We start with the first two factors, 1 and 18. We know that one times any number equals itself. We write those down.
Next we go to 2. 18 is an even number, so we know that 2 is a factor. We say to ourselves, “2 times what number equals 18?” The answer is 9. Two times 9 is 18, so 2 and 9 are factors of 18.
Next we go to 3. We say to ourselves, “3 times what number equals 18?” The answer is 6. Three times 6 is 18, so 3 and 6 are factors of 18.
Next we go to 4. We say to ourselves, “4 times what number equals 18?” There isn’t a number. We know that 4 times 4 is 16 and 4 times 5 is 20, so we have skipped over 18. We cross out the 4 because it is not a factor of 18.
Next we go to 5. We might say to ourselves, “5 times what number equals 18?” But we know that 5 is not a factor of 18 because 18 does not end in 5 or 0 and only numbers that end in 5 and 0 have 5 as a factor. So we cross out the five.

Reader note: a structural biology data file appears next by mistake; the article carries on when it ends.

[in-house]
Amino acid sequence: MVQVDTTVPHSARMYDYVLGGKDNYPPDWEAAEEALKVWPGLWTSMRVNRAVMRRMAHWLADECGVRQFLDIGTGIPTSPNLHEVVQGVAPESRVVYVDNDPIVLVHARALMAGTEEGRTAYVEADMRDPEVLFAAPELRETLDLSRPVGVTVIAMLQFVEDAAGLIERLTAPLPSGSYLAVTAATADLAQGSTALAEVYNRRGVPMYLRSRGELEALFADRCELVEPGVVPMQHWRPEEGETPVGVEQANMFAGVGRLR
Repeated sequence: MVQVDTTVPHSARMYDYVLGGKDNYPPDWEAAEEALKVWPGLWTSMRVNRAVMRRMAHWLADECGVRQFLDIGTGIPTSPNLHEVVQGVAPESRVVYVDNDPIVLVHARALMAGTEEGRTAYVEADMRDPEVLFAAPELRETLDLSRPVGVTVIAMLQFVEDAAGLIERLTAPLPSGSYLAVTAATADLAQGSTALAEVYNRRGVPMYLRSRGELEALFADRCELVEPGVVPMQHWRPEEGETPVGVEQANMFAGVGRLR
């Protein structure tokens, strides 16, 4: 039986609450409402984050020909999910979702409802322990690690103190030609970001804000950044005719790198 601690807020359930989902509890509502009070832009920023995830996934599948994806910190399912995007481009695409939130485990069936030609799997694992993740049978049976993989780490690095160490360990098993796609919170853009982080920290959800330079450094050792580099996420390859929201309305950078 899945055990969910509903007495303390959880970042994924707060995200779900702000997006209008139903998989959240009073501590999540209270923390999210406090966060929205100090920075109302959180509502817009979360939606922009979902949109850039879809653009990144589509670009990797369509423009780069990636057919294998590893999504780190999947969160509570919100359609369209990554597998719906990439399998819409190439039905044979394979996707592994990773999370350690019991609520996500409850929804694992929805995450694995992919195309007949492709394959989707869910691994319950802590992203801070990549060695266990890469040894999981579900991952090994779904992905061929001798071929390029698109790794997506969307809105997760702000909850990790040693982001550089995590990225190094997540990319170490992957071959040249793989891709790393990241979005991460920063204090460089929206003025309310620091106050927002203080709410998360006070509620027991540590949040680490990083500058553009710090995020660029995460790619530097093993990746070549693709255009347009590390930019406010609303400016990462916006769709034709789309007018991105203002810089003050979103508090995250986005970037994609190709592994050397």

We would next go to 6, but we don’t have to. If we look up here on the right side we see that 6 is already identified as a factor. So we have identified all the factors there are for 18. Any more factors that are higher we have already found. So we are done.

Now let’s do another number.  Let’s find the factors of 48. 

We start with the first two factors, 1 and 48.  We know that one times any number equals itself.

Next we go to 2.  48 is an even number, so we know that 2 is a factor.  We say to ourselves, “2 times what number equals 48?”  We might have to divide 2 into 48 to find the answer is 24.  But yes 2 and 24 are factors of 48.

Next we go to 3.  We say to ourselves, “3 times what number equals 48?”   The answer is 16.  We might have to divide 3 into 48 to find the answer is 16.  But yes 3 and 16 are factors of 48.